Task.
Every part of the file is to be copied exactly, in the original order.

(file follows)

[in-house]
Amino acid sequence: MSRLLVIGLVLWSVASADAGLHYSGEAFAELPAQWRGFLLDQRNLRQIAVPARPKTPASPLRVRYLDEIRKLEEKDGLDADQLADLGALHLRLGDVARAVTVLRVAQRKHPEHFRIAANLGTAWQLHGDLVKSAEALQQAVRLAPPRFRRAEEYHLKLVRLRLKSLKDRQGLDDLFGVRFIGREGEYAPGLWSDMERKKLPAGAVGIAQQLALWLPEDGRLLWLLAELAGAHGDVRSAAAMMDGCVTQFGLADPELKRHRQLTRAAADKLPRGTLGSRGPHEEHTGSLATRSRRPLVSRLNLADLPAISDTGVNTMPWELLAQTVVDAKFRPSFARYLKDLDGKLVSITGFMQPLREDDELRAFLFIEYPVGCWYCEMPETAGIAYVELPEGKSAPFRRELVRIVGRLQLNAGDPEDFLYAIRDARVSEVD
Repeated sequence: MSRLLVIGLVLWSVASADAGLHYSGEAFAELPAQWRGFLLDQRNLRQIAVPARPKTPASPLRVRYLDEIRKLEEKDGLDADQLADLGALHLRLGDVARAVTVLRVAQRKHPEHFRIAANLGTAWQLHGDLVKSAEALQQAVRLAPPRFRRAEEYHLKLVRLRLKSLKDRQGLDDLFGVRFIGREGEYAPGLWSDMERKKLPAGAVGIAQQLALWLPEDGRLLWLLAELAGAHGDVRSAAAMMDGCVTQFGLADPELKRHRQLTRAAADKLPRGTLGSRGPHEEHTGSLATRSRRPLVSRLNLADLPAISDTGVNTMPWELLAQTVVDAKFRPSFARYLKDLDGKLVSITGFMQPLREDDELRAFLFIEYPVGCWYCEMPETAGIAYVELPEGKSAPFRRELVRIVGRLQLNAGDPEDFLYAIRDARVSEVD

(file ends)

[in-house]
Amino acid sequence: MSRLLVIGLVLWSVASADAGLHYSGEAFAELPAQWRGFLLDQRNLRQIAVPARPKTPASPLRVRYLDEIRKLEEKDGLDADQLADLGALHLRLGDVARAVTVLRVAQRKHPEHFRIAANLGTAWQLHGDLVKSAEALQQAVRLAPPRFRRAEEYHLKLVRLRLKSLKDRQGLDDLFGVRFIGREGEYAPGLWSDMERKKLPAGAVGIAQQLALWLPEDGRLLWLLAELAGAHGDVRSAAAMMDGCVTQFGLADPELKRHRQLTRAAADKLPRGTLGSRGPHEEHTGSLATRSRRPLVSRLNLADLPAISDTGVNTMPWELLAQTVVDAKFRPSFARYLKDLDGKLVSITGFMQPLREDDELRAFLFIEYPVGCWYCEMPETAGIAYVELPEGKSAPFRRELVRIVGRLQLNAGDPEDFLYAIRDARVSEVD
Repeated sequence: MSRLLVIGLVLWSVASADAGLHYSGEAFAELPAQWRGFLLDQRNLRQIAVPARPKTPASPLRVRYLDEIRKLEEKDGLDADQLADLGALHLRLGDVARAVTVLRVAQRKHPEHFRIAANLGTAWQLHGDLVKSAEALQQAVRLAPPRFRRAEEYHLKLVRLRLKSLKDRQGLDDLFGVRFIGREGEYAPGLWSDMERKKLPAGAVGIAQQLALWLPEDGRLLWLLAELAGAHGDVRSAAAMMDGCVTQFGLADPELKRHRQLTRAAADKLPRGTLGSRGPHEEHTGSLATRSRRPLVSRLNLADLPAISDTGVNTMPWELLAQTVVDAKFRPSFARYLKDLDGKLVSITGFMQPLREDDELRAFLFIEYPVGCWYCEMPETAGIAYVELPEGKSAPFRRELVRIVGRLQLNAGDPEDFLYAIRDARVSEVD